The Clark Brothers Collect Impressionist and Early Modern Paintings James A. Ganz, Michael Conforti, Neil Harris, Gilbert T. Vincent

Publication date:
01 Jul 2006
Clark Art Institute
384 pages: 279 x 241mm
130 halftone + 213 color illus.
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Brothers Sterling and Stephen Clark—heirs to the Singer sewing machine fortune—were among the twentieth century’s most influential art collectors. This volume examines their magnificent collections, their personal lives and public profiles, and their significant roles in the history of American museums.
While the brothers shared a love for great art, they collected in different ways. Sterling was a private collector; his French Impressionist masterpieces, including thirty-eight Renoirs, and works by such American artists as Winslow Homer, John Singer Sargent, Frederic Remington, and Mary Cassatt now form the distinguished collection of the Clark. Stephen, a businessman and museum trustee, acquired modern works by such masters as Georges Seurat, Paul Cézanne, Henri Matisse, Pablo Picasso, and Vincent van Gogh, often with specific museum collections in mind—including The Metropolitan Museum of Art, the Museum of Modern Art, New York, and the Yale University Art Gallery.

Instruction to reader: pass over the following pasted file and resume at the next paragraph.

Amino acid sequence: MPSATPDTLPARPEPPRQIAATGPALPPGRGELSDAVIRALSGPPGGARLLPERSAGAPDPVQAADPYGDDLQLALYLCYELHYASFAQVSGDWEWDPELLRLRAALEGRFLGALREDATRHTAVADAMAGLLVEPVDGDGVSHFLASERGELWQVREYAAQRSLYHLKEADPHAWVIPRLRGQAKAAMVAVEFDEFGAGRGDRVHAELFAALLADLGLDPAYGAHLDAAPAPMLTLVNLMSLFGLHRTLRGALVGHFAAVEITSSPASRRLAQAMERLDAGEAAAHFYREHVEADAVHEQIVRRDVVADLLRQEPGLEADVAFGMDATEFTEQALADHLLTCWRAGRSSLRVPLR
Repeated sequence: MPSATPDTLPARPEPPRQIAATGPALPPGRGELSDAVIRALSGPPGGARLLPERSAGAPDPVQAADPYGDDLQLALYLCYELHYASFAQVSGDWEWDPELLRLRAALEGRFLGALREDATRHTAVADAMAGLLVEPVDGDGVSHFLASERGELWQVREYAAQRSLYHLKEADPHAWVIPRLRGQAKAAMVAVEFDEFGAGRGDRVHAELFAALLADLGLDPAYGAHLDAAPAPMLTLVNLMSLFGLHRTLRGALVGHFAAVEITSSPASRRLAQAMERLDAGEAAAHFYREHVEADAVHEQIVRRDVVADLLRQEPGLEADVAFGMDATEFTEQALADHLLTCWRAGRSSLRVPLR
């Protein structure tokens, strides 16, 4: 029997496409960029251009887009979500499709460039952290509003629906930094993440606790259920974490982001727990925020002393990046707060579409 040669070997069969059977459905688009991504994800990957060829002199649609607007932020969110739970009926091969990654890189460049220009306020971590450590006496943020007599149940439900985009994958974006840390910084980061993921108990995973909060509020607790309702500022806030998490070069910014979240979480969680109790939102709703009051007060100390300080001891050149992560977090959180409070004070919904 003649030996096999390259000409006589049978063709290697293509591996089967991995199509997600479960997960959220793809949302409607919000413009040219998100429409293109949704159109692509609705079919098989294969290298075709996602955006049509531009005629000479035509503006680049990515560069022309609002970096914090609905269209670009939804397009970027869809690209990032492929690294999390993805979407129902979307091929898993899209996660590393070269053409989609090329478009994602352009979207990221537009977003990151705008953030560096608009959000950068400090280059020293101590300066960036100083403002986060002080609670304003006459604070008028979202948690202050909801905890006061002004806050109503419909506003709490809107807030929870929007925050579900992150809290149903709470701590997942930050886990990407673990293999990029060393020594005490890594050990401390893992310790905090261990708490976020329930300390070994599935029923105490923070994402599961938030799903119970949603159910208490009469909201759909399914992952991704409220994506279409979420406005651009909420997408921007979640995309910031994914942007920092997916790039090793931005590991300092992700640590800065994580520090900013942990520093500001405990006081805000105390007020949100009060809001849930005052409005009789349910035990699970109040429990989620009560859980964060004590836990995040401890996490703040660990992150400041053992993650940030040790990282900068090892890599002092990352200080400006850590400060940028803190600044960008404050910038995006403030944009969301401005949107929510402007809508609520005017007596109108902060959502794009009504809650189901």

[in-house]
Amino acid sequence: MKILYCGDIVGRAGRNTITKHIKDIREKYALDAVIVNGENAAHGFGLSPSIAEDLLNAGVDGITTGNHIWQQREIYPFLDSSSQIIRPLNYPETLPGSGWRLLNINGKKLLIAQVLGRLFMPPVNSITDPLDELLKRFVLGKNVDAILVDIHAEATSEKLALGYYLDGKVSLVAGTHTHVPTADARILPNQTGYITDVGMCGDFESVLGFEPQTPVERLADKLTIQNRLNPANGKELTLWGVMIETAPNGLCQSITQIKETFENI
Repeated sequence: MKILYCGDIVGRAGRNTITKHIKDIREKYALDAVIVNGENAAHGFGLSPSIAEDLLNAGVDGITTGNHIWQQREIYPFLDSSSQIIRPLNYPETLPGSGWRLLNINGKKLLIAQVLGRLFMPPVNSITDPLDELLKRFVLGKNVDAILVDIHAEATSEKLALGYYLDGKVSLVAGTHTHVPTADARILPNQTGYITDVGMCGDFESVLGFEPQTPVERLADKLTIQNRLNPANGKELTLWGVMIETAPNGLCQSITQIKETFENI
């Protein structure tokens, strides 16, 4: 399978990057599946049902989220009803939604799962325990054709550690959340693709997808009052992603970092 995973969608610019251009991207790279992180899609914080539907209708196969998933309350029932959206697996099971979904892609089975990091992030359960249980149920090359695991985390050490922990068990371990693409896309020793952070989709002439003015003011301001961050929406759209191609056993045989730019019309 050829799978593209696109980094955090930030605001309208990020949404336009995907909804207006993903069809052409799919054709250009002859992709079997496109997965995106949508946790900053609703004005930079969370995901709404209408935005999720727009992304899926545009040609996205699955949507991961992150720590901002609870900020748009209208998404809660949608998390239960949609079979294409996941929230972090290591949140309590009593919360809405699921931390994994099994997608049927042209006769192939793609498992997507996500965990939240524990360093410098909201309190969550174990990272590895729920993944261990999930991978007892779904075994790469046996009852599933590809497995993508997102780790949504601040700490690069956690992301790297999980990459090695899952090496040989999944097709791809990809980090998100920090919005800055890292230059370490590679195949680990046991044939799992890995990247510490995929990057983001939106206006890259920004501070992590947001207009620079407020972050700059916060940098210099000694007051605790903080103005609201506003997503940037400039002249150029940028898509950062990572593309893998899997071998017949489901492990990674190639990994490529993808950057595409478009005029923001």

Handsomely produced, this book features over two hundred illustrations of the works from Sterling’s and Stephen’s collections. It also includes essays by distinguished scholars, an illustrated chronology, and a previously unpublished checklist of works purchased by Stephen Clark.

Michael Conforti is director and James A. Ganz is curator of prints, drawings, and photographs at the Sterling and Francine Clark Art Institute; Neil Harris is an independent historian; and Gilbert T. Vincent is former director of the New York State Historical Association, Cooperstown.